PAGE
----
Etoposide prevents apoptosis in mouse liver with D-galactosamine/lipopolysaccharide-induced fulminant hepatic failure resulting in reduction of lethality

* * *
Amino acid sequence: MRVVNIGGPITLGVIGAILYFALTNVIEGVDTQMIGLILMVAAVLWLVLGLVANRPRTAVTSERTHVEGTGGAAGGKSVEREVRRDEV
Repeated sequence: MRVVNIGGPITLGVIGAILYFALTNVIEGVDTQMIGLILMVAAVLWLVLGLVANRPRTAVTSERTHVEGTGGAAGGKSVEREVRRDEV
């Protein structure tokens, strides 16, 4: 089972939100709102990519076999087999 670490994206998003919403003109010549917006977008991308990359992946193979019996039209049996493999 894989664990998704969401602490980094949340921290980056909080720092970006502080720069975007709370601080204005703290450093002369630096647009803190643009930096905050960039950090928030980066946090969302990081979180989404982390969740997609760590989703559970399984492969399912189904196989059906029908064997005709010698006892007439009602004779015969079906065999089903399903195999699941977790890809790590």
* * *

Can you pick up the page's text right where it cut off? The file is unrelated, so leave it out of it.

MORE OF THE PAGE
D-Galactosamine (GalN)/lipopolysaccharide (LPS)-induced liver injury is an experimental model of fulminant hepatic failure in which tumor necrosis factor α (TNF-α) plays a pivotal role. We examined the effects of etoposide on GalN/LPS-induced fulminant hepatic failure. Mice were given an intraperitoneal dose of GalN (800 μg/g body weight)/LPS (100 ng/g body weight) with and without intraperitoneal etoposide (10 μg/g body weight) treatment. Liver injury was assessed biochemically and histologically. TNF-α levels in the serum, and apoptosis of hepatocytes and CPP32/caspase-3 in the liver, were determined. GalN/LPS treatment caused lethal liver injury in 87% of animals (13 of 15). The effect was associated with significant increases in TNF-α and alanine transaminase (ALT) levels in serum, the number of apoptotic hepatocytes, CPP32/caspase-3 activity, and TNF receptor 1 (TNFR1) mRNA expression in the liver. Etoposide (10 μg/g body weight) was given 3 times (at 50, 26, and 4 hours before GalN/LPS administration). Treatment of GalN/LPS-treated mice with etoposide reduced apoptosis of hepatocytes, resulting in reduction of lethality (13% [2 of 15]), while another topoisomerase II inhibitor, IRCF-193, showed no significant effect. The antilethal effect of etoposide was also confirmed in GalN/TNF-α–induced fulminant hepatic failure. Etoposide treatment reduced CPP32/caspase-3 activity in the liver, although it did not alter the serum TNF-α levels or hepatic TNFR1 mRNA expressions. In addition, etoposide treatment enhanced the mRNA and protein expression of Bcl-xL, an antiapoptotic molecule in the liver. The present findings suggest that etoposide prevents endotoxin-induced lethal liver injury by up-regulation of Bcl-xL, and that etoposide could be useful for the treatment of TNF-α–mediated liver diseases.